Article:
Business 100 Green Initiatives


Los Angeles Dodgers

Frank McCourt, Owner and Chairman

Focused on invigorating the Dodgers' community efforts, the McCourt family describes their areas of focus as the "four bases of a diamond." The fourth base is the environment. As part of the Dodgers’ “Think Blue, Act Green” initiative, Dodgers stadium recently got a “green makeover.” Designers increased the number of trees by 90%, created walkable areas with parks, and focused on providing public transportation to lessen carbon emissions.


Bill Mullaney, President, Institutional Business

All of the paper mills and paper distributors that MetLife uses are Forest Stewardship Council (FSC) certified. Over 50% of the total power used by MetLife comes from non-carbon fuels and more than 10% of the utility power comes from renewable energy sources. MetLife has a goal to reduce emissions 20% by 2010. They are also seeking certification by the Leadership in Energy and Environmental Design (LEED) Green Building Rating System for several of their offices in and around Manhattan.

The New England Council

Jim Brett, President and CEO

The New England Council is “New England’s voice on Capitol Hill”—it is an alliance of industries that promotes the economic growth and general welfare of New England. The New England council encourages research and development of renewable energy, which makes up 15% of the region’s energy sources. It is a stakeholder in the Regional Greenhouse Gas Initiative, which promotes cap and trade among businesses in the New England region. The New England Council is also active in air quality legislation and organizations such as New England Coalition for Clean Air, Ozone Transport Commission, and Ozone Transport Assessment Group.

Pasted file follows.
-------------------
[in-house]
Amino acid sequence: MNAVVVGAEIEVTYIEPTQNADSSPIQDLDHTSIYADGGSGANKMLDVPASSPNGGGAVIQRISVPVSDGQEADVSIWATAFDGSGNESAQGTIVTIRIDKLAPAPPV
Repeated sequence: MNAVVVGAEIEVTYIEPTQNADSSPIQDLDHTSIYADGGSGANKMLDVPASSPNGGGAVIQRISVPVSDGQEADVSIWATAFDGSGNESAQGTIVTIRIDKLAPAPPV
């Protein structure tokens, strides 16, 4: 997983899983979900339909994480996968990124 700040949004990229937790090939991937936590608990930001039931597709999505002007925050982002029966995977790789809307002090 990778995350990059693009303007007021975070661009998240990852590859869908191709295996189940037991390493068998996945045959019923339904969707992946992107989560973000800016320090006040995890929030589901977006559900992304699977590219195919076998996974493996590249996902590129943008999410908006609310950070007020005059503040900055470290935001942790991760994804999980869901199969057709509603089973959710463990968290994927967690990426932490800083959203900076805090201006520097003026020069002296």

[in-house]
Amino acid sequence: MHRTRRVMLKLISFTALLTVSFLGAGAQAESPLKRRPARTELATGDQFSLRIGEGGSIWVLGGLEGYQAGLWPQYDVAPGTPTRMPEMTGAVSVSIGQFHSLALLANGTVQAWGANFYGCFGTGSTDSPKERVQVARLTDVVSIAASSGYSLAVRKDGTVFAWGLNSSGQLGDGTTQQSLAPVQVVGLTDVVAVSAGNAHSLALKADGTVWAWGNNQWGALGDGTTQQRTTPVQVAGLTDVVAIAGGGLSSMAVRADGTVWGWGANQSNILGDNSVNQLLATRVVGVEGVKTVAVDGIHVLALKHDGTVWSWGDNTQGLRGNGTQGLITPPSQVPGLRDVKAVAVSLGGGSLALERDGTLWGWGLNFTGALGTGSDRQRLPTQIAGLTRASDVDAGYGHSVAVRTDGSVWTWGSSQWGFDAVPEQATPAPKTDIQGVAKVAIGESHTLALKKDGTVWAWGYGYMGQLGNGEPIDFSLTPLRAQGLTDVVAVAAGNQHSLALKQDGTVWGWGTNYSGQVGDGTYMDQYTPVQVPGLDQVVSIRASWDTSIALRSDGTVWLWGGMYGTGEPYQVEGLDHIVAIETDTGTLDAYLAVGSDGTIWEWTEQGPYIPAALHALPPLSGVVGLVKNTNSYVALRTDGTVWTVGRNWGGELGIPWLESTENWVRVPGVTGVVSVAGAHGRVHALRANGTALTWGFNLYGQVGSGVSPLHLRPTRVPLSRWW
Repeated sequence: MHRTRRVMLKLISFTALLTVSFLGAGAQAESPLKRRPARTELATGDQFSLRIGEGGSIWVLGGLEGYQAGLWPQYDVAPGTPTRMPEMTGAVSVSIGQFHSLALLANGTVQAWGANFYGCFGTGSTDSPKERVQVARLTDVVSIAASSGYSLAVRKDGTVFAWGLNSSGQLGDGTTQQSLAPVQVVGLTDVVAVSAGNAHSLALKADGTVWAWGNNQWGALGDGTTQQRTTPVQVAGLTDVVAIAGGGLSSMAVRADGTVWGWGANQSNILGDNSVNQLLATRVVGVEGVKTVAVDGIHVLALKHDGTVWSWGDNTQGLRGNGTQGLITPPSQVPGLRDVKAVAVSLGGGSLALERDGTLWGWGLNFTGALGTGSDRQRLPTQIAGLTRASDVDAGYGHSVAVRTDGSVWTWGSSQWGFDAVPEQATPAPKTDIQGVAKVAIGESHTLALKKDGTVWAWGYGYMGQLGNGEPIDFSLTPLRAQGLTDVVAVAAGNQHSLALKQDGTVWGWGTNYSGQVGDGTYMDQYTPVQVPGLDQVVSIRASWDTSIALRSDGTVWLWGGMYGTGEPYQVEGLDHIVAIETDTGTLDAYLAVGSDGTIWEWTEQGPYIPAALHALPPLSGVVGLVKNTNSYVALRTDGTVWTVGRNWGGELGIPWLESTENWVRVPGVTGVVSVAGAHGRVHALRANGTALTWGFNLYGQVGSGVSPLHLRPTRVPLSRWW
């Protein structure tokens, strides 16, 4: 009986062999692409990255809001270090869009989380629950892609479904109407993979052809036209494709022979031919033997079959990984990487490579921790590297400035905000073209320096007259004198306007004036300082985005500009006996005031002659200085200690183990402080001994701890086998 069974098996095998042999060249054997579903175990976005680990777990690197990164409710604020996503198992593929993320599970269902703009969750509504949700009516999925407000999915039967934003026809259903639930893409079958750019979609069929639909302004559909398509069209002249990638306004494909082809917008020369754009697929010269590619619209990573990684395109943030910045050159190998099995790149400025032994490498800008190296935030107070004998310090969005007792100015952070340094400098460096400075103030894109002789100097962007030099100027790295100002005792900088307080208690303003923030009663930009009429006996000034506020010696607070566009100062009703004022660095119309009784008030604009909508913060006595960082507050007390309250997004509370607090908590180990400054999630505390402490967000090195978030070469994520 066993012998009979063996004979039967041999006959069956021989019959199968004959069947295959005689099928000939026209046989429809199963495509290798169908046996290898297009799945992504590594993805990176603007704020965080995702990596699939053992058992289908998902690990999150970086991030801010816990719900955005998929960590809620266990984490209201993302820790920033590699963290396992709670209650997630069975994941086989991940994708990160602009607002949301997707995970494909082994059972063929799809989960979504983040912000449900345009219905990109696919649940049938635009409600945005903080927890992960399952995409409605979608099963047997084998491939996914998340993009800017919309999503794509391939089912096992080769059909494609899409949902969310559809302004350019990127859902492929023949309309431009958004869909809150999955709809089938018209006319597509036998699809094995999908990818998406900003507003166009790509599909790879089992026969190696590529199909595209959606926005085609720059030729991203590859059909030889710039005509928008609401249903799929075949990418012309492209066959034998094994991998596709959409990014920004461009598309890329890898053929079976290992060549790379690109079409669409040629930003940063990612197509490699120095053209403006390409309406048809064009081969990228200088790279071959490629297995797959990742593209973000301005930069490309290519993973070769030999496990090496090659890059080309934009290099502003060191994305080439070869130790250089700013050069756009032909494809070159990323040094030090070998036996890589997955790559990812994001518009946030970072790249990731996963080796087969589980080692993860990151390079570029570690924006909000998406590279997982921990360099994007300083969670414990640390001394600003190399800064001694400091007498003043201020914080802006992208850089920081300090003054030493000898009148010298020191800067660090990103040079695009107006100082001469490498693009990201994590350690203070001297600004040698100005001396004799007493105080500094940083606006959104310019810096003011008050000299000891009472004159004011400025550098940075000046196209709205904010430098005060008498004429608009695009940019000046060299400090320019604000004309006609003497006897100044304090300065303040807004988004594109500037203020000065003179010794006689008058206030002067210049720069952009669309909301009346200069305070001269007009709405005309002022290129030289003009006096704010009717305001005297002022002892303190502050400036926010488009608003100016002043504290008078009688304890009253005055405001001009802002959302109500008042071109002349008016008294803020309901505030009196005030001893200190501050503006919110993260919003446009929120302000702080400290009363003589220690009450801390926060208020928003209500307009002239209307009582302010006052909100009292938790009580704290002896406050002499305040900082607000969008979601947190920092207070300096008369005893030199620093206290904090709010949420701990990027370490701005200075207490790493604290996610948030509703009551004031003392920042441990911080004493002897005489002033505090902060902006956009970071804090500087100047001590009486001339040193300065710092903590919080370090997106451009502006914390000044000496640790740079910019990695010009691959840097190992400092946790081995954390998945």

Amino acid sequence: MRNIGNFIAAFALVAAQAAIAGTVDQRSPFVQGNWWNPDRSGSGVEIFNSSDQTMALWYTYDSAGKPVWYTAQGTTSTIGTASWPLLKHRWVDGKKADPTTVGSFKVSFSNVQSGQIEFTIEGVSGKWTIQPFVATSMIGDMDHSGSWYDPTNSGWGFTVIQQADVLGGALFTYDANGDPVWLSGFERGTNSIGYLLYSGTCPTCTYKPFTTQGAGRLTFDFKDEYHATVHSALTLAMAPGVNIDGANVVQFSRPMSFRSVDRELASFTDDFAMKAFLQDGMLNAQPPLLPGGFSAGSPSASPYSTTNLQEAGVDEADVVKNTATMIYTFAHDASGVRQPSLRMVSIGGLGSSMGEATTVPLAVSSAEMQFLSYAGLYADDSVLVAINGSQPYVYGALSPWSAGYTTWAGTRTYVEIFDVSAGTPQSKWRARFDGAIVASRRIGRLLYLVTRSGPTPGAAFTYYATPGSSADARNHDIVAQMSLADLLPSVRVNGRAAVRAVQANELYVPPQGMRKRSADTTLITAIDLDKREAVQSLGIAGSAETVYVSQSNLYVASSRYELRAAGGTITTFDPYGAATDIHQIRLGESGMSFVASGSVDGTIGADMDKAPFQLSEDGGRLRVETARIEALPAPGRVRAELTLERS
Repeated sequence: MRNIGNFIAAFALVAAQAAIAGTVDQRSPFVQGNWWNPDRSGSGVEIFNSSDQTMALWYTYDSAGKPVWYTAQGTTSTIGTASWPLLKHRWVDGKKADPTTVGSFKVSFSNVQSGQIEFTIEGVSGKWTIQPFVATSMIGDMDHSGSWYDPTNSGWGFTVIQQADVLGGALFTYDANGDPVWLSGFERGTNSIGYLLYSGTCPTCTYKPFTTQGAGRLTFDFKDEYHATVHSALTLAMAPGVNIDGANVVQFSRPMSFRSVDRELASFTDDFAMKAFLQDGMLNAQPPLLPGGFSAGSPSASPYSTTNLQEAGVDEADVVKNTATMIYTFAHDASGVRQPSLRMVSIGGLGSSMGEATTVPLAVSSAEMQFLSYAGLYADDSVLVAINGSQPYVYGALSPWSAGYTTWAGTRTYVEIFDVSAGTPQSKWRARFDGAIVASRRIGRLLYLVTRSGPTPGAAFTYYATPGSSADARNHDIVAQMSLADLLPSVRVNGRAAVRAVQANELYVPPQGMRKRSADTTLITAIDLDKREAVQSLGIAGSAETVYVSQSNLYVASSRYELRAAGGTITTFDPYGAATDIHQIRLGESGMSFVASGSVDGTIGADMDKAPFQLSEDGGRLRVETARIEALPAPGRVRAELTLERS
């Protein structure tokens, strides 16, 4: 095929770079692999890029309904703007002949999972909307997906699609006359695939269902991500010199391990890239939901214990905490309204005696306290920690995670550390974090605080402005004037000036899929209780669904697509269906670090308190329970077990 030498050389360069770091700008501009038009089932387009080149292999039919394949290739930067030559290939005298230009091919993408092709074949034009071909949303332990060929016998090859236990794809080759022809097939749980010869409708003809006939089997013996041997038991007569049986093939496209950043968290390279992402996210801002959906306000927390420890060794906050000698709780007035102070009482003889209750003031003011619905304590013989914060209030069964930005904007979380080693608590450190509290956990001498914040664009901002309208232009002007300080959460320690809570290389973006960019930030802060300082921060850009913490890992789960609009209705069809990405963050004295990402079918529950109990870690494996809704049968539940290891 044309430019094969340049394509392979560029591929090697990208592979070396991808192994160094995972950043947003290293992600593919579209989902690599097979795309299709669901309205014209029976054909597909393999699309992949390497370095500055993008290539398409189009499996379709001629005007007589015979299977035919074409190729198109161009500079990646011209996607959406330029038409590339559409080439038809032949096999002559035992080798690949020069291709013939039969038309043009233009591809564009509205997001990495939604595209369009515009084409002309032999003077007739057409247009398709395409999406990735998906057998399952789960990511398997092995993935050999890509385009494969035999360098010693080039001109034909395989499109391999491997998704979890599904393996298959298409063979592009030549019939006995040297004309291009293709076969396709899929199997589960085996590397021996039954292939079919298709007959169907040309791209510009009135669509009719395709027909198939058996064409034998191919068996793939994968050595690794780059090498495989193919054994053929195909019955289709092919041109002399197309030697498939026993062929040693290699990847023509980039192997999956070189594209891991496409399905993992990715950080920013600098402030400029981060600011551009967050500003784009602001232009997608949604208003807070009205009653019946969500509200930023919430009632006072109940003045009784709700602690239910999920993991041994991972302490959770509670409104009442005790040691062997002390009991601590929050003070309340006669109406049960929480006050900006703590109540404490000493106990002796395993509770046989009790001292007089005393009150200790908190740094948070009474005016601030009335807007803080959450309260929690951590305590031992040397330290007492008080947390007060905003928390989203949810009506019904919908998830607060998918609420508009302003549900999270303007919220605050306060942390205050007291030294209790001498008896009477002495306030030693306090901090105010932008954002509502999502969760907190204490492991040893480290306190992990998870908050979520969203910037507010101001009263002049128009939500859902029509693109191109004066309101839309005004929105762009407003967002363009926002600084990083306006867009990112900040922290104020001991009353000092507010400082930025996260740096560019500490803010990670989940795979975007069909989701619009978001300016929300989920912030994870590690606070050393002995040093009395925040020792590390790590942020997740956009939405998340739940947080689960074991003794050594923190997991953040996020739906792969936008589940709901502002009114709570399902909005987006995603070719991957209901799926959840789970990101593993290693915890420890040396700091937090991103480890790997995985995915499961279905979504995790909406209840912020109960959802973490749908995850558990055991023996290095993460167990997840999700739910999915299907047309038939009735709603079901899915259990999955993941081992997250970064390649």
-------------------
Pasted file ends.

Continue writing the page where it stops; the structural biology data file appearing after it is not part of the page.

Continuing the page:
Patrick Byrne, Chairman and CEO, sister site of, sells artisans’ goods as inexpensively as possible to maximize the amount of return to them. Byrne addresses several ethical issues here: child labor, oppression of women and general human rights violations, economic sustainability, cultural sustainability, and environmental sustainability. Byrne writes on the website, “Goods can contribute to environmental sustainability. For example, organizations such as the Worldwatch Institute and One World Products, Inc., aim to save the Brazilian rain forest by researching and selling renewable products from it rather than burning it for pasture. Moreover, some goods are surrogates for commercial goods, but are produced in non-industrial, eco-friendly ways.”

Pepperidge Farm